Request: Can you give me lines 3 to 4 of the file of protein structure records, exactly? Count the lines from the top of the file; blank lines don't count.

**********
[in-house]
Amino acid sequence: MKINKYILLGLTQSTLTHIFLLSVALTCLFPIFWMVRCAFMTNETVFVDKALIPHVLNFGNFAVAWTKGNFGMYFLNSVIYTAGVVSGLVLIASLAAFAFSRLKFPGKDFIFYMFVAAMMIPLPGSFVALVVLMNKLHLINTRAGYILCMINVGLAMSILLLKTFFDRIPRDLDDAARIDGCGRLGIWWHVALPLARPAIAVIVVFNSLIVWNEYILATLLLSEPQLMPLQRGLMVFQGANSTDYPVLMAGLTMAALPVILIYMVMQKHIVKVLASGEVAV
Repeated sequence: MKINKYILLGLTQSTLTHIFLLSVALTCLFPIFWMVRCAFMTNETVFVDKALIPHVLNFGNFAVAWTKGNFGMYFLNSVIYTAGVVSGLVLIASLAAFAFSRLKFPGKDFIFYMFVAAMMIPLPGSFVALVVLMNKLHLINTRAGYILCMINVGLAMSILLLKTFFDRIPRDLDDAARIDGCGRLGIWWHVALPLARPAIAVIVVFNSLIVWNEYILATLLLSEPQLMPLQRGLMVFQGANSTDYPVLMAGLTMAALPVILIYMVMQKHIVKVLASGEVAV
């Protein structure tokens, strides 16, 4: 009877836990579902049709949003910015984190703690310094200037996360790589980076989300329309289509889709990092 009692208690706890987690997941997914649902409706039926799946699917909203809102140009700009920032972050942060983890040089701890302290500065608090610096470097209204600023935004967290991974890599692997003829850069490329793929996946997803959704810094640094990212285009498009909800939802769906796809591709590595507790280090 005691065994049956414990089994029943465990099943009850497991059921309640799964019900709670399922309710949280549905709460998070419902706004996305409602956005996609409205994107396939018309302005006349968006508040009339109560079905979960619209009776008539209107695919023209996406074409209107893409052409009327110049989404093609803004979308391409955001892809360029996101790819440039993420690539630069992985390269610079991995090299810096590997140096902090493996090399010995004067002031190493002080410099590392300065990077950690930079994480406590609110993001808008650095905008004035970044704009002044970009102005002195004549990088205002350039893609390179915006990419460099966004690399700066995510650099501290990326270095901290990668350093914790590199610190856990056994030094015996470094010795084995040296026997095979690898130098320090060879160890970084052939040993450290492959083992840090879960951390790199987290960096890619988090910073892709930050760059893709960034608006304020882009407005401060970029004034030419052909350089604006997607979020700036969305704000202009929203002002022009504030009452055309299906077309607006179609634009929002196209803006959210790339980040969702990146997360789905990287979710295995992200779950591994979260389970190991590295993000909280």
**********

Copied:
Repeated sequence: MKINKYILLGLTQSTLTHIFLLSVALTCLFPIFWMVRCAFMTNETVFVDKALIPHVLNFGNFAVAWTKGNFGMYFLNSVIYTAGVVSGLVLIASLAAFAFSRLKFPGKDFIFYMFVAAMMIPLPGSFVALVVLMNKLHLINTRAGYILCMINVGLAMSILLLKTFFDRIPRDLDDAARIDGCGRLGIWWHVALPLARPAIAVIVVFNSLIVWNEYILATLLLSEPQLMPLQRGLMVFQGANSTDYPVLMAGLTMAALPVILIYMVMQKHIVKVLASGEVAV
């Protein structure tokens, strides 16, 4: 009877836990579902049709949003910015984190703690310094200037996360790589980076989300329309289509889709990092 009692208690706890987690997941997914649902409706039926799946699917909203809102140009700009920032972050942060983890040089701890302290500065608090610096470097209204600023935004967290991974890599692997003829850069490329793929996946997803959704810094640094990212285009498009909800939802769906796809591709590595507790280090 005691065994049956414990089994029943465990099943009850497991059921309640799964019900709670399922309710949280549905709460998070419902706004996305409602956005996609409205994107396939018309302005006349968006508040009339109560079905979960619209009776008539209107695919023209996406074409209107893409052409009327110049989404093609803004979308391409955001892809360029996101790819440039993420690539630069992985390269610079991995090299810096590997140096902090493996090399010995004067002031190493002080410099590392300065990077950690930079994480406590609110993001808008650095905008004035970044704009002044970009102005002195004549990088205002350039893609390179915006990419460099966004690399700066995510650099501290990326270095901290990668350093914790590199610190856990056994030094015996470094010795084995040296026997095979690898130098320090060879160890970084052939040993450290492959083992840090879960951390790199987290960096890619988090910073892709930050760059893709960034608006304020882009407005401060970029004034030419052909350089604006997607979020700036969305704000202009929203002002022009504030009452055309299906077309607006179609634009929002196209803006959210790339980040969702990146997360789905990287979710295995992200779950591994979260389970190991590295993000909280």